Are you quick to judge others on how they look, how they are dressed or how they speak?
Do you value others on how rate them as being worthy or significant?
If so, then you are not the only one. We all go through life constantly making judgements about others based on mainly superficial things such as their clothes, hairstyle, the car they drive, where they live, what they do for a living, their friends and so on. You get my point.
As a result we are so quick to cross people out of our paths whereas simply by taking time to connect with those people you normally discount, your life could be dramatically enriched and you will learn a lot.
I recently wrote a post about why you should always stop to listen to music, and this proved to hit the right note with a lot of readers (excuse the pun!).
So yes, once should certainly stop to listen to musicians and give yourself a break. But what about listening to the music within other people.
Just how often do you truly stop and fully appreciate other people?
I was reminded of this yet again this morning when I got talking to an African gentleman on a London train.
If you ever been on a London train, you will know how it’s just not seen to be the done thing to talk to anyone else. You simply stick your head in a book, a newspaper or stare into space as if no one was around you!
Instead, there I was talking to this statesmanlike man who looked lost. I directed him to the right train and as I was going partly the same direction, I chatted to him for about ten minutes.
It turned out this gentleman was from Gambia, West Africa and was now visiting his children, having retired from a senior role in the UN. I really enjoyed talking to this noble man and felt richer for the experience of having met him.
He was also most grateful when I gave him a copy of my book “Get the Life you Love” as a gift for him and his children.
Now how easy is it to make connections and spread a little bit of goodness.
My point is this – everyone has a lot to offer. Everyone has a talent – no matter how obscure or raw. Every human being is a magnificent being and capable of so much.
So often we judge the proverbial book by its cover and we judge people by their appearance.
For instance, and this is confession time, since I became better at blogging and recognising what makes a blog good, I have had to almost stop myself from switching off straight away when I visit a blog that on first appearances doesn’t have an appealing design.
And I am now learning to read the content and read more about the blogger before allowing my judgemental mind to kick in.
Similarly in real life, we so often we dishonour and almost discard people from our lives simply from first appearances – either because we are so busy and focussed on our own lives, but quite often also because we do not deem them worthy of our attention.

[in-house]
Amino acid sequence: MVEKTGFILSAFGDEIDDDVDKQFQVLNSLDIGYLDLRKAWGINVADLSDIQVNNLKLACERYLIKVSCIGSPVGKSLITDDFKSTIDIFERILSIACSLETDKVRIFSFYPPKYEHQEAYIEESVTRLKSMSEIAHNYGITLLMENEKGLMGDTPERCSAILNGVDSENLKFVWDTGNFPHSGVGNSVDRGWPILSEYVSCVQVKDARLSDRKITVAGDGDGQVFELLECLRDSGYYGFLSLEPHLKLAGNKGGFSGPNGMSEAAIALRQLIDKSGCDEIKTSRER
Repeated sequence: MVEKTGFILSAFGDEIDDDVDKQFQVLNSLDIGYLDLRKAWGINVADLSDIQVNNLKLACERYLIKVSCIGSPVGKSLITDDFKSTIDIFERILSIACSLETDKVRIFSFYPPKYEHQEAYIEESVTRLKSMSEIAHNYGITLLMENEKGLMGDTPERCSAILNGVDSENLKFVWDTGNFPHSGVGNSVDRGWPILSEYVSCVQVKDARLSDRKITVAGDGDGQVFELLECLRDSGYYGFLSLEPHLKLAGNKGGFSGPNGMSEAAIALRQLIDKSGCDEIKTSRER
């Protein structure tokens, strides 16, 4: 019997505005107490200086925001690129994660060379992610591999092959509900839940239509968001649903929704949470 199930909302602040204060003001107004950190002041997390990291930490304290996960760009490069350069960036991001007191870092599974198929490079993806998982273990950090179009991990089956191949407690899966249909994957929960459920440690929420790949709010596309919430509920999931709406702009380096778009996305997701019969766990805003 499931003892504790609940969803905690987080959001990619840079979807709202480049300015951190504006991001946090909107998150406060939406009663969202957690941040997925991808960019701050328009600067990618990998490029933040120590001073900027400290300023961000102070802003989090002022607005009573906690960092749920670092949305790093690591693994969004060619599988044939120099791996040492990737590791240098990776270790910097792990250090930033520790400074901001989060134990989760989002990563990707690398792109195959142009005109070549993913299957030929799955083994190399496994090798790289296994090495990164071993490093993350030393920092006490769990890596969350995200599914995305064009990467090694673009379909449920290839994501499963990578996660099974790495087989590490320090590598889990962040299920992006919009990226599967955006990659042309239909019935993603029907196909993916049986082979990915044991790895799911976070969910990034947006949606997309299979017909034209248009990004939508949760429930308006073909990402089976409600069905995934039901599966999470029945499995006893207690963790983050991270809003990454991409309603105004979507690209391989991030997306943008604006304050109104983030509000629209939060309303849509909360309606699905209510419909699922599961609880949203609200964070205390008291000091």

This reminds me of this beautiful story I first read about 20 years ago, when I first became interested in personal development.
“Touch of the Master’s Hand,” by Myra Welsh
It was battered and scarred, and the auctioneer
Thought it scarcely worth his while
To waste much time on the old violin,
But held it up with a smile.
“What am I bidden, good folks,” he cried,
“Who’ll start the bidding for me?”
“A dollar, a dollar,” then, two! Only two?
“Two dollars, and who’ll make it three?
“Three dollars, once; three dollars, twice;
Going for three . . . “But no,
From the room, far back, a grey haired man
Came forward and picked up the bow;
Then, wiping the dust from the old violin,
And tightening the loose strings,
He played a melody pure and sweet
As a carolling angel sings.
The music ceased, and the auctioneer,
With a voice that was quiet and low,
Said: “What am I bid for the old violin?”
And he held it up with the bow.
“A thousand dollars, and who’ll make it two?
Two thousand! And who’ll make it three?
Three thousand, once; three thousand, twice;
And going and gone,” said he.
The people cheered, but some of them cried,
“We do not quite understand
What changed its worth?” Swift came the reply:
“The touch of a master’s hand.”
And many a man with life out of tune,
And battered and scarred with sin,
Is auctioned cheap to the thoughtless crowd,
Much like the old violin.
A “mess of potage,” a glass of wine;
A game, and he travels on.
He is “going” once, and “going” twice,
He’s “going” and almost “gone.”
But the Master comes and the foolish crowd
Never can quite understand
The worth of a soul and the change that’s wrought
By the touch of the Master’s hand.
– Myra Brooks Welch
So here is my invitation to you all – from today onwards, treat every person you meet as the greatest and most interesting human being on the planet.
And you know what, give them your presence and your time, and they will grow into your highest vision for them.
You can be the master and with your touch, you can raise the people in your life to the highest levels possible.
Taking my musical analogy further, here’s a great quote from Jimi Hendrix:-
“Music doesn’t lie. If there is something to be changed in this world, then it can only happen through music”. – Jimi Hendrix
Positive and dramatic change can happen in the world, if more of us begin to hold a higher vision for ourselves and others.
Let’s begin today.